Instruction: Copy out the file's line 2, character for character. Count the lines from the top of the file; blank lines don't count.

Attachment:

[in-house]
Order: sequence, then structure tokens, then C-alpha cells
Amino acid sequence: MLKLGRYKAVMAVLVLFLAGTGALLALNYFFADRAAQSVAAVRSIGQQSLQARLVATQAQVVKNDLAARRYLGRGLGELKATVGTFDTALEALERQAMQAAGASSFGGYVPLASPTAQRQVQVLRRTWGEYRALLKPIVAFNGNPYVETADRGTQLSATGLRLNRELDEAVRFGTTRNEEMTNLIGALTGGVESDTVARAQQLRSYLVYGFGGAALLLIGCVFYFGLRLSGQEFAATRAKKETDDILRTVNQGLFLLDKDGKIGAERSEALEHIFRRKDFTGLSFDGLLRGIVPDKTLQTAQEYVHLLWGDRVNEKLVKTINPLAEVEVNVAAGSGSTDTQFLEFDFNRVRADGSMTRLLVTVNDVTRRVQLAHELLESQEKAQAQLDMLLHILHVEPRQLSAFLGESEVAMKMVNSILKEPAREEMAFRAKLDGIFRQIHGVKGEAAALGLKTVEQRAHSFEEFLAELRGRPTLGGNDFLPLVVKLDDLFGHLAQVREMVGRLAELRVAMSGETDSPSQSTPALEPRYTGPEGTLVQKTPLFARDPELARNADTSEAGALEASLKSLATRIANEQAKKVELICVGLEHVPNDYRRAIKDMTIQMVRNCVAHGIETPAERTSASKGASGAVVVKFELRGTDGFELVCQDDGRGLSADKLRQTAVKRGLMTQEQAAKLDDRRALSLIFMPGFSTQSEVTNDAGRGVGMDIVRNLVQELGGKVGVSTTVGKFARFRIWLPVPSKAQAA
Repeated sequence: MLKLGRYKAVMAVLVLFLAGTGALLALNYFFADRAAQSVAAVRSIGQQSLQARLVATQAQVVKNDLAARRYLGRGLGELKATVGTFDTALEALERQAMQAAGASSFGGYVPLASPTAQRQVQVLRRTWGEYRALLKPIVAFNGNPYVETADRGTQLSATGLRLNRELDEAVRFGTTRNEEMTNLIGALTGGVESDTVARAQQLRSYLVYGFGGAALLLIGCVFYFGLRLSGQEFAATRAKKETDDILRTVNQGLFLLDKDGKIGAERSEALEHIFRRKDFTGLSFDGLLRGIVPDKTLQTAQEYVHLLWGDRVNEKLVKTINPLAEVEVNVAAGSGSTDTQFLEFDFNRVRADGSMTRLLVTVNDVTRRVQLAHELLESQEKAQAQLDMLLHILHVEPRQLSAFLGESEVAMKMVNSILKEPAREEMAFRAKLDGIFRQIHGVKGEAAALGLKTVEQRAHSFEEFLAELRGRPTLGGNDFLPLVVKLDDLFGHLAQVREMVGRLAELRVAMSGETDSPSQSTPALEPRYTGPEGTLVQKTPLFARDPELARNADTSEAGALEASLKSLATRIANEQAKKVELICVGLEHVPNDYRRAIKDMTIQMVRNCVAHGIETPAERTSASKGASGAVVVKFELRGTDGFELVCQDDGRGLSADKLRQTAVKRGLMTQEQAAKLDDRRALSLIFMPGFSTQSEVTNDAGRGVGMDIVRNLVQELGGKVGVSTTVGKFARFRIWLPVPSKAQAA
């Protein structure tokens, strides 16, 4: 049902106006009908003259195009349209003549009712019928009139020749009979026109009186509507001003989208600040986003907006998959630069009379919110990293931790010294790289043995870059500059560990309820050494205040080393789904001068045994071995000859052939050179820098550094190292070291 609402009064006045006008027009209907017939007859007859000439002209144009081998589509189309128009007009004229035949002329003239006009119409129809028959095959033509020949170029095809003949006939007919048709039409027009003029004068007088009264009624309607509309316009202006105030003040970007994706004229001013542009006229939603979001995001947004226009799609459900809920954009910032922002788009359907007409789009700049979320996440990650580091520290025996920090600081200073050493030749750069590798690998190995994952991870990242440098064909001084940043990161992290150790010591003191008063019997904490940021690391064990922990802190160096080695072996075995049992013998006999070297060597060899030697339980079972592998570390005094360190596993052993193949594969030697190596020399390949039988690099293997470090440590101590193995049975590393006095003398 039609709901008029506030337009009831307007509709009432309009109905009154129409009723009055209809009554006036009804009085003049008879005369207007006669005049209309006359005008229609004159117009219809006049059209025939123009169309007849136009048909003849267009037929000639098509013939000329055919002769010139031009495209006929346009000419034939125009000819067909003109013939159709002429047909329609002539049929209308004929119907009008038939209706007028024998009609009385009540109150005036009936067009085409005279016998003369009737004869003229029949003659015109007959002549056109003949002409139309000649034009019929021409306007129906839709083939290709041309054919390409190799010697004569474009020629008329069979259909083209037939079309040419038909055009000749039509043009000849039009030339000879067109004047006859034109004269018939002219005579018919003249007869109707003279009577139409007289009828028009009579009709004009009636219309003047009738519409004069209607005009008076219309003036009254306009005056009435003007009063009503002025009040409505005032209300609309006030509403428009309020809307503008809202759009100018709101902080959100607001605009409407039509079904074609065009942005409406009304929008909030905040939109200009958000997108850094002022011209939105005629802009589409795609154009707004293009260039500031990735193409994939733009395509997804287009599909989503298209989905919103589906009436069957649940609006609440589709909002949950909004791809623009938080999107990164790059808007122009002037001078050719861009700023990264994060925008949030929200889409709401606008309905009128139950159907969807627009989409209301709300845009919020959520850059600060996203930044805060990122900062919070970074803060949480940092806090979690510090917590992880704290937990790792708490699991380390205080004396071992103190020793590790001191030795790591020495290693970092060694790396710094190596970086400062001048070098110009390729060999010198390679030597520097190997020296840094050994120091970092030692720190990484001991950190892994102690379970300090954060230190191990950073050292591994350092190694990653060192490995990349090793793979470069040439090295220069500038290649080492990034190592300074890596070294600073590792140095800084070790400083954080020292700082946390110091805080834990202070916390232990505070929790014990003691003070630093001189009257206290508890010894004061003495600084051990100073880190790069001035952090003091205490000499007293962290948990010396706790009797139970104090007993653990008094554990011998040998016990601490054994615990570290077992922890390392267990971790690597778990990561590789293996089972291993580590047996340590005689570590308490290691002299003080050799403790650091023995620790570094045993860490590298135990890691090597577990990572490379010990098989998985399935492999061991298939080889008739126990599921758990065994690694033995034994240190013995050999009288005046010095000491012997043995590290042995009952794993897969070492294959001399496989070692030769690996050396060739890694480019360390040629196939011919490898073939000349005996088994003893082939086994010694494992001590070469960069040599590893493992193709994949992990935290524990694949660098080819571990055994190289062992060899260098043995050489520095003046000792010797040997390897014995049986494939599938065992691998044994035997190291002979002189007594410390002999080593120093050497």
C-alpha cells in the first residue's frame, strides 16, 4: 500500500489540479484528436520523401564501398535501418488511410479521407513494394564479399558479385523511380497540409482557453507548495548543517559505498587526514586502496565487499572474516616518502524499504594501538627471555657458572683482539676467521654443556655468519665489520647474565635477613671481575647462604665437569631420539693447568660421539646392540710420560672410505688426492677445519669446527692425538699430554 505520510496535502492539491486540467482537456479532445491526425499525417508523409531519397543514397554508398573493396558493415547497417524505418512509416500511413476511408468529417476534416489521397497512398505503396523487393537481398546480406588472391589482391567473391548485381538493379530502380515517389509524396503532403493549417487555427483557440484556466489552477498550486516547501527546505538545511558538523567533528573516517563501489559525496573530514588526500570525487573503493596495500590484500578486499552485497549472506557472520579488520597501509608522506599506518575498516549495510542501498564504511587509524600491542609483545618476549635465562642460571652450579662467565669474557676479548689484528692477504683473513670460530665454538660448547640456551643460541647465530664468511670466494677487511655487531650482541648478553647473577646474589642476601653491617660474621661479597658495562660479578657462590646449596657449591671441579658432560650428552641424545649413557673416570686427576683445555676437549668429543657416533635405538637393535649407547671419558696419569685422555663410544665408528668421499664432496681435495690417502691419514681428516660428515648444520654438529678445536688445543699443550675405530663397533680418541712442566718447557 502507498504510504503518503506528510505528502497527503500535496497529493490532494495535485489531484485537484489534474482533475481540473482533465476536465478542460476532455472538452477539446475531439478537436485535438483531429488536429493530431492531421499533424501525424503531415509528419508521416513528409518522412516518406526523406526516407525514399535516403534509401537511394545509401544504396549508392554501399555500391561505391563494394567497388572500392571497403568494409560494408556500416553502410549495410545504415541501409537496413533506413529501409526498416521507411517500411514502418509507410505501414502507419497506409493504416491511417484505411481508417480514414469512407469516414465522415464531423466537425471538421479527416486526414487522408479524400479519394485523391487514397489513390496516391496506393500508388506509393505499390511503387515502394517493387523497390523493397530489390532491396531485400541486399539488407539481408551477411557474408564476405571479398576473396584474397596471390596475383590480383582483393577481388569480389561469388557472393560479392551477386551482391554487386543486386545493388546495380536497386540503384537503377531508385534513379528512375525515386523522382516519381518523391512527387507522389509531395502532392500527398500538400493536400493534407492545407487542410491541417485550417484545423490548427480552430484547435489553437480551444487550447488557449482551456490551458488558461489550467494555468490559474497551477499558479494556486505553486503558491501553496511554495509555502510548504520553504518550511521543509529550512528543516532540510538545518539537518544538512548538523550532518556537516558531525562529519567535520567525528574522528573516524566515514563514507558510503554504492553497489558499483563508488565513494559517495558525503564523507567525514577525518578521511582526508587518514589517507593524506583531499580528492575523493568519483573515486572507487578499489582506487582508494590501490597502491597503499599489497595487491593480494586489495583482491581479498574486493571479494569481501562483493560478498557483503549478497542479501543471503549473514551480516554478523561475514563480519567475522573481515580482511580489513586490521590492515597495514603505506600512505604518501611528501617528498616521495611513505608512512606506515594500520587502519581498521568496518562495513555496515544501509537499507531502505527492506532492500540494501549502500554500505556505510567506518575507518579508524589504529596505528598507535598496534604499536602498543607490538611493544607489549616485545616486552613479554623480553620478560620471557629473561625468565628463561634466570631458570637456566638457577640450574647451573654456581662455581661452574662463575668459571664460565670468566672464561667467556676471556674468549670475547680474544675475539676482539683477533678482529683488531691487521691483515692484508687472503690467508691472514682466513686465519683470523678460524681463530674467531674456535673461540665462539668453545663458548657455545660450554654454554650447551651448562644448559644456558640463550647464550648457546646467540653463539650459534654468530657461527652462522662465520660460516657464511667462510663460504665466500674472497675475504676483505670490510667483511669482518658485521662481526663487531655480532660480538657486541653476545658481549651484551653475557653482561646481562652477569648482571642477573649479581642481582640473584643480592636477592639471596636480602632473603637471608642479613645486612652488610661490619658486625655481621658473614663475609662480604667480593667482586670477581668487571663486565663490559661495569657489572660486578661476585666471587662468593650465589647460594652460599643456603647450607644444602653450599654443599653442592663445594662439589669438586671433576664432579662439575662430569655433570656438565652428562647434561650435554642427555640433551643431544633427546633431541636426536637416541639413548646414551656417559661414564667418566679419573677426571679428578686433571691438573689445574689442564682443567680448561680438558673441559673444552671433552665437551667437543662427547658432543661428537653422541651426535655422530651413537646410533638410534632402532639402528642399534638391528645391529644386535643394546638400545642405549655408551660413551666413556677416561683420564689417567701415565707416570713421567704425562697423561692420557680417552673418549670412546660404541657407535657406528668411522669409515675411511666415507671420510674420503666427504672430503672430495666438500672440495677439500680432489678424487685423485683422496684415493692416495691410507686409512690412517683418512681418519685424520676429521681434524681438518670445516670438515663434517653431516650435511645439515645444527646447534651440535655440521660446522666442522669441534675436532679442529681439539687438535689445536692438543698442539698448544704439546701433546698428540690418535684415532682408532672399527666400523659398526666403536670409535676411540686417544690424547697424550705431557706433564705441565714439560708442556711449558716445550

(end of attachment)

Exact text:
Order: sequence, then structure tokens, then C-alpha cells